(TSX / STATS) — The Los Angeles Rams travel north to take on their long-time NFC West rival San Francisco 49ers in this week’s Thursday night game.
This game should be a good test of two franchises that are in rebuilding modes.
However, each team has some injury issues. San Francisco safety Eric Reid injured his knee and won’t play against the Rams, and linebacker Reuben Foster is not expected to play because of an ankle injury.
Rams tight end Gerald Everett suffered a thigh injury and cornerback Kayvon Webster (shoulder) did not play against Washington.
Both teams have first-year head coaches: Sean McVay for the Rams and Kyle Shanahan for the 49ers.
The Rams are 1-1 on the season and the 49ers are 0-2. But both teams are improved from 2016 and have shown growth under their new regimes, especially on offense.
San Francisco running back Carlos Hyde has been impressive in each of the team’s first two games and he will be a focal point against the Rams. Hyde is fourth in the league in rushing with 169 yards. What is more impressive is the fact he is averaging 7.0 yards a carry. The only issue with the 49ers’ ground game is the lack of touchdowns by Hyde. He enters the Thursday night game with no rushing scores.
“I’ve been pleased with Carlos in both games,” Shanahan said Monday after having a chance to look at the game film. “He came to compete (Sunday), and it showed.”
The Rams’ defense was poor against the Redskins in Week 2 and will need to shore up its tackling while matching up against an improving offensive line. San Francisco guard Laken Tomlinson, who spent the preseason with the Lions but was acquired in a trade, started in Week 2 and made a noticeable impact on the interior run game. This week he will be facing one of the best interior defensive linemen in the NFL, Aaron Donald. Donald did not play in Week 1 after a training camp holdout and looked sluggish in Week 2 against the Redskins. He finished with just one tackle and an assist.
“I didn’t win my one-on-ones,” Donald said. “When I have one-on-ones, I usually win those. I was doing too much thinking. I keep trying to say, that’s on me so I just have to play better.”
The Rams’ running game appears markedly better than the team showed in 2016. Running back Todd Gurley, the 2015 NFL Offensive Rookie of the Year, is ranked eighth in the NFL with 128 yards. Though he is only averaging 3.7 yards a carry, Gurley had two rushing scores in the first two games and has added value as a pass catcher with eight receptions for 104 yards and another score. The Rams will need Gurley to continue to be that dual-threat player against the 49ers defense.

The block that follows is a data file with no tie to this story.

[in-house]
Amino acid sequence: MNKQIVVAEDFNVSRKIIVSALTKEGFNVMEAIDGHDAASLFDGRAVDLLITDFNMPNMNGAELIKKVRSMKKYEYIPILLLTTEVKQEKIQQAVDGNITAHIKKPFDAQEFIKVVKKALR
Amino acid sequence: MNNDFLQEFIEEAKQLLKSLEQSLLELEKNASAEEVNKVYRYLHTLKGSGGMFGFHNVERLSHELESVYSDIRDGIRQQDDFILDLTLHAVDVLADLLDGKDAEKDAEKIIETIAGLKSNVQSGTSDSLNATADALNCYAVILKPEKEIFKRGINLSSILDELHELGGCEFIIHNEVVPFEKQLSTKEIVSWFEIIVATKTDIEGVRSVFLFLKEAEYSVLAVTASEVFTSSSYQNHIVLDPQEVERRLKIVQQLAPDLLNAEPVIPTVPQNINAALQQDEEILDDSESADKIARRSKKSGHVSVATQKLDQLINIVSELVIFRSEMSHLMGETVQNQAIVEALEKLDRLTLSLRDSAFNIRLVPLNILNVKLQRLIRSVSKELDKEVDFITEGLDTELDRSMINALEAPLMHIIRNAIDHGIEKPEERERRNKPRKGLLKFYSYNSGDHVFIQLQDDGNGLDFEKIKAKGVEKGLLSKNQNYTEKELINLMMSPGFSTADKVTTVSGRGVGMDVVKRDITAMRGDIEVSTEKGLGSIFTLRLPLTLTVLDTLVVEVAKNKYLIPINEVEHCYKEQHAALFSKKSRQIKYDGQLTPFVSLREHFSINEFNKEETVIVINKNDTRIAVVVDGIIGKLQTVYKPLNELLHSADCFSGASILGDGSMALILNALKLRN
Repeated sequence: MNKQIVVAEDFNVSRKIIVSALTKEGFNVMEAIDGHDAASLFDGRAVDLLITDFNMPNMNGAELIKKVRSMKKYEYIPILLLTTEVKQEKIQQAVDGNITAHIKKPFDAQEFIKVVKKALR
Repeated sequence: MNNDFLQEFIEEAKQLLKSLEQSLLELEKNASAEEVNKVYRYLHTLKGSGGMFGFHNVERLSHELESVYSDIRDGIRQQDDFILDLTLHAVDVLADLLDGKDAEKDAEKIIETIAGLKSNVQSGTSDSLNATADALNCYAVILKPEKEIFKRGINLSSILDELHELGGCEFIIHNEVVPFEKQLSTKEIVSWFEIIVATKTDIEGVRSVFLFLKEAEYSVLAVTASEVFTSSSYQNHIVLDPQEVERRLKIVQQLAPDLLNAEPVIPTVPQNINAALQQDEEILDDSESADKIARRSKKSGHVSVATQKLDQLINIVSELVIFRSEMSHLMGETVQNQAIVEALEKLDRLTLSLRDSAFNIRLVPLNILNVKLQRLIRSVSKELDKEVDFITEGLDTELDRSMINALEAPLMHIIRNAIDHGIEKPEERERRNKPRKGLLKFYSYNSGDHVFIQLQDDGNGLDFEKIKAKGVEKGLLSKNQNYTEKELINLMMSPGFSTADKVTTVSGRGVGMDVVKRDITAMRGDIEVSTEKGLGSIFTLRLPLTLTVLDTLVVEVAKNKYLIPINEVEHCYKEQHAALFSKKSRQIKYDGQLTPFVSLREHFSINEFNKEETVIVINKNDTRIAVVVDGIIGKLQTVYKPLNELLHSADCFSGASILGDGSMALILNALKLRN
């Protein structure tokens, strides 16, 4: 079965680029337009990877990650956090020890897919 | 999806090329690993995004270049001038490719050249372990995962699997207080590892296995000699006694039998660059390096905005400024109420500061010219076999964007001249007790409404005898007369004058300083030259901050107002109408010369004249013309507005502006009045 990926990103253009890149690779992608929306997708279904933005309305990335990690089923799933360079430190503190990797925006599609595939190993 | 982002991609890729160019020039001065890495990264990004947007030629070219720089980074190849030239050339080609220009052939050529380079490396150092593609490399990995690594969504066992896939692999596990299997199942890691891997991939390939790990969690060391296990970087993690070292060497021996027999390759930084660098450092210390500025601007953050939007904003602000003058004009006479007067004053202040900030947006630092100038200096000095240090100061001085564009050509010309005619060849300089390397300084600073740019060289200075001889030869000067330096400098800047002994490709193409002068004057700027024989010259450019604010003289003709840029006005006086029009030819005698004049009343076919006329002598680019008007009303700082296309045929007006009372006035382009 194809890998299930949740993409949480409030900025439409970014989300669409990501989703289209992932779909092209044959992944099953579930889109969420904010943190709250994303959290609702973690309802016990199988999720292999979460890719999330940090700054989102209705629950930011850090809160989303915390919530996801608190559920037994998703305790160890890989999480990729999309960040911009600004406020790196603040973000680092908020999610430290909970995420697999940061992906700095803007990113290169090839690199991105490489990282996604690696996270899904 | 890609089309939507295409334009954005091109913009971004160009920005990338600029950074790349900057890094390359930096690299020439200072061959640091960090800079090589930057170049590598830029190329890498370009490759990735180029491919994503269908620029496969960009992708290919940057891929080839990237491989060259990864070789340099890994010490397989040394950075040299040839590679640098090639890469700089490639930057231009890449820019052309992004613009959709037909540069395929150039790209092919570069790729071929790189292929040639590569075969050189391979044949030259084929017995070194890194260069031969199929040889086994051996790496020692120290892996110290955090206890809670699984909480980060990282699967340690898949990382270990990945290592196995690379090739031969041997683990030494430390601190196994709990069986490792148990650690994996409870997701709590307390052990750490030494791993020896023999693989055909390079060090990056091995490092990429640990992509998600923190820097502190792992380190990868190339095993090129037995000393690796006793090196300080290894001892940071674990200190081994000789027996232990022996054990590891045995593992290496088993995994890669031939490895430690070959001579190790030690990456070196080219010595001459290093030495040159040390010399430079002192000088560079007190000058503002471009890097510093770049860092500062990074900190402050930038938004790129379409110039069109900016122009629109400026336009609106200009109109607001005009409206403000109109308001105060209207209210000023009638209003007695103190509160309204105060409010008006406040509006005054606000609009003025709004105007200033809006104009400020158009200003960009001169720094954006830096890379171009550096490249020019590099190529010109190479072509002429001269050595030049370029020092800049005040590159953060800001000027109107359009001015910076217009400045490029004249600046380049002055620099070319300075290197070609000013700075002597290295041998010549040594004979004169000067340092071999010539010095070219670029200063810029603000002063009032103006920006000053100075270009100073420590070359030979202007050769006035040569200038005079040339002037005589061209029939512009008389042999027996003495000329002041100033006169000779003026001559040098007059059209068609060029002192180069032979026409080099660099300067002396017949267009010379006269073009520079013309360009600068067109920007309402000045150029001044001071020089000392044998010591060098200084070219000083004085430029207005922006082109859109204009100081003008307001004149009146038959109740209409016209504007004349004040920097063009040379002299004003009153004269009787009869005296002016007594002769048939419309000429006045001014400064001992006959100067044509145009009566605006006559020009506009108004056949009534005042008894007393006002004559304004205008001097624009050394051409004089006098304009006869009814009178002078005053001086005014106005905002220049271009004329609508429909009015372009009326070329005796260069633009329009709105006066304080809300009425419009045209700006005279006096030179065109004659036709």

Second-year quarterback Jared Goff has grown as a player under McVay. Though he threw a costly interception late in the game against the Redskins to halt the team’s comeback, Goff has been poised in the pocket and has shown confidence in his arm and his receivers. Goff had a breakout game in Week 1 against the Indianapolis Colts and was solid in Week 2.
Even though the Rams lost to the Redskins, Goff was pleased with the way the team battled to come from behind. He said he was impressed with “our ability to fight back that we now know we have. Knowing that we can go down 13-nothing, we probably could’ve even gone down 17-nothing and get a chance to fight back. We’ve got the weapons out there to make plays — to make big plays and we get ourselves back in the game. I think it’s drastically improved. We now know that we’re never out of the fight and continue to keep going. As long as we execute and take care of the ball — good things will happen.”
The 49ers’ passing attack under quarterback Brian Hoyer has been dreadful. Hoyer passed for a mere 99 yards in Week 2, and the offense has yet to score a touchdown in 2017.
While the offense has leaned on the rushing attack, Hoyer has been plagued by missed throws and critical drops. Wide receiver Marquise Goodwin has dropped two potential game-changing plays in back-to-back weeks. If the 49ers expect to win at home on Thursday night, they will need more efficient offense out of Hoyer and the wide receivers.